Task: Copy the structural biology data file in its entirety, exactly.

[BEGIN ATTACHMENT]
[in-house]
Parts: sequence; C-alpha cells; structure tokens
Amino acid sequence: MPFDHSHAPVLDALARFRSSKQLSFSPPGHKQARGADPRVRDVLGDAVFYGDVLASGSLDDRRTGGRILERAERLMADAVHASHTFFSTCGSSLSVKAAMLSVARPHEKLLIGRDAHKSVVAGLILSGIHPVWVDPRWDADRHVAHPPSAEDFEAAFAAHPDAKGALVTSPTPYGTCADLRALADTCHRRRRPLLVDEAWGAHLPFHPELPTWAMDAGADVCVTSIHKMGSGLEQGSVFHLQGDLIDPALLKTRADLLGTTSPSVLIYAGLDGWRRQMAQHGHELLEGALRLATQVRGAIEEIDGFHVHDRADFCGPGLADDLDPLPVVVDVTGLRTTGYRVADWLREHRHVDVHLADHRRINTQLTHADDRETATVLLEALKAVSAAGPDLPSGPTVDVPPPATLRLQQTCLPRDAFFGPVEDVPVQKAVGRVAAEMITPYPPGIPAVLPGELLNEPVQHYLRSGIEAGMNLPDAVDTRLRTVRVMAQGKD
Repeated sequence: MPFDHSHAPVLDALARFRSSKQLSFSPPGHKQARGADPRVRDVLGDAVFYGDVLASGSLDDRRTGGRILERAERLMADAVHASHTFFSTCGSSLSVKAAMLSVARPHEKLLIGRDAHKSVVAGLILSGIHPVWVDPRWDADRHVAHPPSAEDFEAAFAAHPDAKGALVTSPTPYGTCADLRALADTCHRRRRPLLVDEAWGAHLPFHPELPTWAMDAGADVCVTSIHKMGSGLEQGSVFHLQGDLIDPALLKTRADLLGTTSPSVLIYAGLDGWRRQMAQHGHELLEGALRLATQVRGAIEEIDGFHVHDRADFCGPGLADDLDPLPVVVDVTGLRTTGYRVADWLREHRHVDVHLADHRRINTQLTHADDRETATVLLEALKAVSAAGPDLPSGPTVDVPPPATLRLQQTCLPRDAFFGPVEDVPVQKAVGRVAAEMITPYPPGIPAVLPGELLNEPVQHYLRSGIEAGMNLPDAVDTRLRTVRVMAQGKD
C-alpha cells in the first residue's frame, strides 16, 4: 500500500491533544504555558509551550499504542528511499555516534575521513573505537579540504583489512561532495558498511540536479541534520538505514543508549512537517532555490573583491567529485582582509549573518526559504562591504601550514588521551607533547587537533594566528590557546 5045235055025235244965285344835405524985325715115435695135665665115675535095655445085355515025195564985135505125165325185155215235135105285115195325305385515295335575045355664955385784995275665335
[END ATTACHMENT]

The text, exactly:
[in-house]
Parts: sequence; C-alpha cells; structure tokens
Amino acid sequence: MPFDHSHAPVLDALARFRSSKQLSFSPPGHKQARGADPRVRDVLGDAVFYGDVLASGSLDDRRTGGRILERAERLMADAVHASHTFFSTCGSSLSVKAAMLSVARPHEKLLIGRDAHKSVVAGLILSGIHPVWVDPRWDADRHVAHPPSAEDFEAAFAAHPDAKGALVTSPTPYGTCADLRALADTCHRRRRPLLVDEAWGAHLPFHPELPTWAMDAGADVCVTSIHKMGSGLEQGSVFHLQGDLIDPALLKTRADLLGTTSPSVLIYAGLDGWRRQMAQHGHELLEGALRLATQVRGAIEEIDGFHVHDRADFCGPGLADDLDPLPVVVDVTGLRTTGYRVADWLREHRHVDVHLADHRRINTQLTHADDRETATVLLEALKAVSAAGPDLPSGPTVDVPPPATLRLQQTCLPRDAFFGPVEDVPVQKAVGRVAAEMITPYPPGIPAVLPGELLNEPVQHYLRSGIEAGMNLPDAVDTRLRTVRVMAQGKD
Repeated sequence: MPFDHSHAPVLDALARFRSSKQLSFSPPGHKQARGADPRVRDVLGDAVFYGDVLASGSLDDRRTGGRILERAERLMADAVHASHTFFSTCGSSLSVKAAMLSVARPHEKLLIGRDAHKSVVAGLILSGIHPVWVDPRWDADRHVAHPPSAEDFEAAFAAHPDAKGALVTSPTPYGTCADLRALADTCHRRRRPLLVDEAWGAHLPFHPELPTWAMDAGADVCVTSIHKMGSGLEQGSVFHLQGDLIDPALLKTRADLLGTTSPSVLIYAGLDGWRRQMAQHGHELLEGALRLATQVRGAIEEIDGFHVHDRADFCGPGLADDLDPLPVVVDVTGLRTTGYRVADWLREHRHVDVHLADHRRINTQLTHADDRETATVLLEALKAVSAAGPDLPSGPTVDVPPPATLRLQQTCLPRDAFFGPVEDVPVQKAVGRVAAEMITPYPPGIPAVLPGELLNEPVQHYLRSGIEAGMNLPDAVDTRLRTVRVMAQGKD
C-alpha cells in the first residue's frame, strides 16, 4: 500500500491533544504555558509551550499504542528511499555516534575521513573505537579540504583489512561532495558498511540536479541534520538505514543508549512537517532555490573583491567529485582582509549573518526559504562591504601550514588521551607533547587537533594566528590557546 5045235055025235244965285344835405524985325715115435695135665665115675535095655445085355515025195564985135505125165325185155215235135105285115195325305385515295335575045355664955385784995275665335